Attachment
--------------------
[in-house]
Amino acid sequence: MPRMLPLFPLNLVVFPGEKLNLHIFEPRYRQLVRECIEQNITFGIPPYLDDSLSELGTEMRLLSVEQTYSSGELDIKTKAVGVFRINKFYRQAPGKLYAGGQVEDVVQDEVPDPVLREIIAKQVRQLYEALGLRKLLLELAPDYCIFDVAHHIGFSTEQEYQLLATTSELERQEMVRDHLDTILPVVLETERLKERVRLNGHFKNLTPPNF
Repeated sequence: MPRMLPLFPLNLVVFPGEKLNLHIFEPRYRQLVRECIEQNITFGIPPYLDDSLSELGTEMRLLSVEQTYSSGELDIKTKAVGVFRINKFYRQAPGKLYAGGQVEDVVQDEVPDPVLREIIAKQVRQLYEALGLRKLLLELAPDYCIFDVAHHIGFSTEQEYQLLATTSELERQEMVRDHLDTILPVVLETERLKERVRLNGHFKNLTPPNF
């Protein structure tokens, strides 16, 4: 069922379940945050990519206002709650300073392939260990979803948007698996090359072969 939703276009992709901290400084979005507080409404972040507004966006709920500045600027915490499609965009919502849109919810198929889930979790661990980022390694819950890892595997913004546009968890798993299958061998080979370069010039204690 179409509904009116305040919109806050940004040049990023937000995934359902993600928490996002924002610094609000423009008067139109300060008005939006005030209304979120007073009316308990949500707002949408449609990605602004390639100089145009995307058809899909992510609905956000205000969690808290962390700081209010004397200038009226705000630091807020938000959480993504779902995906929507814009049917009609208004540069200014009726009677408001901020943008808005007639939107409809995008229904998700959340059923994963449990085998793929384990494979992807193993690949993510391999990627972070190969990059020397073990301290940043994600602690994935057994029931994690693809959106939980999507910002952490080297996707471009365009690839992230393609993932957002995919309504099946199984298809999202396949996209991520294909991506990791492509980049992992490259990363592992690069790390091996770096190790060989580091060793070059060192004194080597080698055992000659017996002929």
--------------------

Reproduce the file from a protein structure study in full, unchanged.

[in-house]
Amino acid sequence: MPRMLPLFPLNLVVFPGEKLNLHIFEPRYRQLVRECIEQNITFGIPPYLDDSLSELGTEMRLLSVEQTYSSGELDIKTKAVGVFRINKFYRQAPGKLYAGGQVEDVVQDEVPDPVLREIIAKQVRQLYEALGLRKLLLELAPDYCIFDVAHHIGFSTEQEYQLLATTSELERQEMVRDHLDTILPVVLETERLKERVRLNGHFKNLTPPNF
Repeated sequence: MPRMLPLFPLNLVVFPGEKLNLHIFEPRYRQLVRECIEQNITFGIPPYLDDSLSELGTEMRLLSVEQTYSSGELDIKTKAVGVFRINKFYRQAPGKLYAGGQVEDVVQDEVPDPVLREIIAKQVRQLYEALGLRKLLLELAPDYCIFDVAHHIGFSTEQEYQLLATTSELERQEMVRDHLDTILPVVLETERLKERVRLNGHFKNLTPPNF
């Protein structure tokens, strides 16, 4: 069922379940945050990519206002709650300073392939260990979803948007698996090359072969 939703276009992709901290400084979005507080409404972040507004966006709920500045600027915490499609965009919502849109919810198929889930979790661990980022390694819950890892595997913004546009968890798993299958061998080979370069010039204690 179409509904009116305040919109806050940004040049990023937000995934359902993600928490996002924002610094609000423009008067139109300060008005939006005030209304979120007073009316308990949500707002949408449609990605602004390639100089145009995307058809899909992510609905956000205000969690808290962390700081209010004397200038009226705000630091807020938000959480993504779902995906929507814009049917009609208004540069200014009726009677408001901020943008808005007639939107409809995008229904998700959340059923994963449990085998793929384990494979992807193993690949993510391999990627972070190969990059020397073990301290940043994600602690994935057994029931994690693809959106939980999507910002952490080297996707471009365009690839992230393609993932957002995919309504099946199984298809999202396949996209991520294909991506990791492509980049992992490259990363592992690069790390091996770096190790060989580091060793070059060192004194080597080698055992000659017996002929």